Metabolic Disease Affects Over Half of the US Adult Population
In type 2 diabetes, a metabolic disease, the body produces insulin, but the cells do not respond to it the way they should. This is called “insulin resistance” and results in difficulty regulating blood sugar in the body.
Learn About Type 2 Diabetes
Who is at risk for Type 2 Diabetes?
The treatment plan for most people with type 2 diabetes includes a meal plan, an exercise plan, and diabetes medications. Some people may be able to keep their glucose levels in target ranges with a personalized nutrition plan only.
For most people, the pre-meal blood glucose target is 80-130 and post-meal target (checked 1-2 hrs after the beginning of the meal) should be less than 180. When blood glucose is high the body stores it in fat cells and as it drops craving and hunger increase.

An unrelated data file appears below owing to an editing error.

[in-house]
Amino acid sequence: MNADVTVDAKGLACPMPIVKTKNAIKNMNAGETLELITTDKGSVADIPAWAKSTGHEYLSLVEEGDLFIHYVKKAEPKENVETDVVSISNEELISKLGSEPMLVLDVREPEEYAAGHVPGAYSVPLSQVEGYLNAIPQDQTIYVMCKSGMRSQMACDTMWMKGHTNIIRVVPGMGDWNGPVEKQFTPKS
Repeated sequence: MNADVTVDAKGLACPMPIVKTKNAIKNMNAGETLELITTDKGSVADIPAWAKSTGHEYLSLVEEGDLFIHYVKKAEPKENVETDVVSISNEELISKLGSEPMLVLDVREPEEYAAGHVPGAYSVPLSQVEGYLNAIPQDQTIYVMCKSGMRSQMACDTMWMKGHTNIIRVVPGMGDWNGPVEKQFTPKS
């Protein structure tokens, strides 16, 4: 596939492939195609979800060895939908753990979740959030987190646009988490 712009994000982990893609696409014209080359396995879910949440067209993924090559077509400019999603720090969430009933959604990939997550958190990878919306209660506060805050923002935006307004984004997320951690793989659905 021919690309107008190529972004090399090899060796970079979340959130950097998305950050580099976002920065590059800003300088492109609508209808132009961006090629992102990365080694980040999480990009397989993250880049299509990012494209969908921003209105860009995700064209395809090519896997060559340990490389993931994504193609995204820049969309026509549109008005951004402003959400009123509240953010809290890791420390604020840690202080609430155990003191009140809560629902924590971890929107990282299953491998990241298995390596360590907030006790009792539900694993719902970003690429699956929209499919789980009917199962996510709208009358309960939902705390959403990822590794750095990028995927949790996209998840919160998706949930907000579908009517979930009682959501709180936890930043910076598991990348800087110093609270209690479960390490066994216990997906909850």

By keeping the A1C (3 month test of blood glucose) and blood glucose levels in target range, this greatly reduces the risk for problems (such as damaged blood vessels) that can result from chronic high blood glucose levels.
Many factors affect blood glucose levels, such as food (especially carbohydrates), stress hormones, and some medications (like steroids). Factors that can lower glucose levels include physical activity, insulin, weight loss and diabetes medications. New research is showing that gut bacteria (the microbiome) is an important influence on blood glucose.